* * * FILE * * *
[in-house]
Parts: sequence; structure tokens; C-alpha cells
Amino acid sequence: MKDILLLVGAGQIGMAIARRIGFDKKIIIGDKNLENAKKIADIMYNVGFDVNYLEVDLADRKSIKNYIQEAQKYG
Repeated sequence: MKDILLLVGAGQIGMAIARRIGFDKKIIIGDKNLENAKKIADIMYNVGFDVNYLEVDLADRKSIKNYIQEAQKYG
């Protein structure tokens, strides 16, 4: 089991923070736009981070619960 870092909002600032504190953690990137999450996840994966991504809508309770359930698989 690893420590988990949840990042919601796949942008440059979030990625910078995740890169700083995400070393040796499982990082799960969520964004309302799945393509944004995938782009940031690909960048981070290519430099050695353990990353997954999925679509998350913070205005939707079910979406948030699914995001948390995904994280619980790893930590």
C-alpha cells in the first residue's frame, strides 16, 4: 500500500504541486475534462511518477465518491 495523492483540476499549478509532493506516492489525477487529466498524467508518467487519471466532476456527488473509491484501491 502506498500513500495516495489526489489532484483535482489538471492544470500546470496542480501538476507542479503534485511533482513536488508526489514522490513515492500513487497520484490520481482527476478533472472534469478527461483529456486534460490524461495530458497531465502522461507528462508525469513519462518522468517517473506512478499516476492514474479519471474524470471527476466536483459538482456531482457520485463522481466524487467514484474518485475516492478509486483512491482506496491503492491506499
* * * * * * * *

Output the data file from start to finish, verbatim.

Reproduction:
[in-house]
Parts: sequence; structure tokens; C-alpha cells
Amino acid sequence: MKDILLLVGAGQIGMAIARRIGFDKKIIIGDKNLENAKKIADIMYNVGFDVNYLEVDLADRKSIKNYIQEAQKYG
Repeated sequence: MKDILLLVGAGQIGMAIARRIGFDKKIIIGDKNLENAKKIADIMYNVGFDVNYLEVDLADRKSIKNYIQEAQKYG
């Protein structure tokens, strides 16, 4: 089991923070736009981070619960 870092909002600032504190953690990137999450996840994966991504809508309770359930698989 690893420590988990949840990042919601796949942008440059979030990625910078995740890169700083995400070393040796499982990082799960969520964004309302799945393509944004995938782009940031690909960048981070290519430099050695353990990353997954999925679509998350913070205005939707079910979406948030699914995001948390995904994280619980790893930590």
C-alpha cells in the first residue's frame, strides 16, 4: 500500500504541486475534462511518477465518491 495523492483540476499549478509532493506516492489525477487529466498524467508518467487519471466532476456527488473509491484501491 502506498500513500495516495489526489489532484483535482489538471492544470500546470496542480501538476507542479503534485511533482513536488508526489514522490513515492500513487497520484490520481482527476478533472472534469478527461483529456486534460490524461495530458497531465502522461507528462508525469513519462518522468517517473506512478499516476492514474479519471474524470471527476466536483459538482456531482457520485463522481466524487467514484474518485475516492478509486483512491482506496491503492491506499